Acura’s midsize sedan was (controversially) restyled for the 2009 model year, changing what once was a conservatively-styled midsize sedan into one of the most polarizing automotive designs since the Pontiac Aztek. For 2012, the Acura TL gets a bit of rhinoplasty
, making its front end less controversial
, and in our opinion, somewhat better looking than its 2011 counterpart.
Underneath the sheet metal, the 2012 Acura TL has a lot of selling points. It’s available in both front-wheel drive and all-wheel drive, can be had with either a six-speed automatic or a six-speed manual transmission (in AWD models), offers day-long-comfortable seating and comes with an outstanding audio system if you opt for the Tech Package.
That said, the 2012 Acura TL
isn’t perfect, and it can’t seem to decide if it wants to be a sport sedan or an entry-level luxury sedan. Truth be told, front-wheel drive TL models don’t offer a lot of entertainment value for serious drivers. The suspension is tuned more for comfort than for handling, and the 280 horsepower made by the 3.5-liter V-6 engine is best described as “adequate” instead of entertaining.
Those criticisms aside, FWD Acura TL models are well suited to buyers looking for a solidly built, reliable commuter car with predictable handling. Interior styling will likely appeal to those with a taste for the contemporary over the traditional, and Acura’s build quality isn't likely to disappoint.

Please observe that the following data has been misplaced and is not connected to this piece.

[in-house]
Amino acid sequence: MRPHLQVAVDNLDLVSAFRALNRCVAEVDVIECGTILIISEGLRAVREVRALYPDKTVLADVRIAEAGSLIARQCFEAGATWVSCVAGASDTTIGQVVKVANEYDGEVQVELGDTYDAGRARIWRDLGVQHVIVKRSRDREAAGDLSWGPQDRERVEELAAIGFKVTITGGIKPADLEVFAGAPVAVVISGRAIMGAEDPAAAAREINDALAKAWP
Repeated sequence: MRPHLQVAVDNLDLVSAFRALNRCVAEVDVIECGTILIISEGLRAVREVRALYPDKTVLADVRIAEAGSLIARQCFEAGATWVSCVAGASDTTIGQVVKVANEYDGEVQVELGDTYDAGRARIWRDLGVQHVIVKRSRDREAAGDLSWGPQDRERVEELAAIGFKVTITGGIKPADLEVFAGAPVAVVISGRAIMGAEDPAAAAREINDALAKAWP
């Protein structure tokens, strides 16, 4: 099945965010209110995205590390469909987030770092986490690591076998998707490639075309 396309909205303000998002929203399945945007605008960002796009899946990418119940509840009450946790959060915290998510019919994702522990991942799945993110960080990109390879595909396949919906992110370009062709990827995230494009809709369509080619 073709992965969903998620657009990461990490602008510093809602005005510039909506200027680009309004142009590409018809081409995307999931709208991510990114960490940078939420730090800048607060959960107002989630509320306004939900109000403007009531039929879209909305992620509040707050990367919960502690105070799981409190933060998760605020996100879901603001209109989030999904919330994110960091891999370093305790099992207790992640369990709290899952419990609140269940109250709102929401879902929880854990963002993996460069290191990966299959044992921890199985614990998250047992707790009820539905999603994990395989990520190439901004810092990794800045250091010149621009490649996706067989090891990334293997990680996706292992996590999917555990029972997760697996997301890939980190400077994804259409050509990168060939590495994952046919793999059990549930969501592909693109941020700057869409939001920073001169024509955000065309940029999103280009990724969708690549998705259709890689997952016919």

Buyers shopping for the sportiest of Acura TL variants will want to choose the SH-AWD (short for “Super Handling - All Wheel Drive”) version, which comes with the same 3.7-liter V-6 found in Acura’s RL flagship. The engine produces 305 horsepower, and works best when mated to the six-speed manual gearbox. While paddle shifters are standard equipment on automatic transmission cars, gear changes are best described as leisurely, especially for drivers used to performance-oriented automatic transmissions. Other benefits of opting for the SH-AWD variant include a stiffer suspension, firmer steering, larger wheels (18-inch versus 17-inch on base models), larger brakes and more supportive seating.
In keeping with Acura’s less-is-more philosophy in regards to option packages, only two are available on TL models. Checking the box next to the “Technology Package” will get you perforated leather front seats, an Acura/ELS Surround audio system, a voice-activated navigation system, keyless entry, pushbutton start, GPS-linked climate control, automatic Bluetooth phone book downloads, steering wheel controls for voice recognition and a rear decklid spoiler.
Select the “Advance Package” and you’ll get the contents of the Technology Package plus 18-inch wheels, a blind spot information system and heated and ventilated front seats.
For complete details on the 2012 Acura TL, you’ll find our comprehensive review on The Car Connection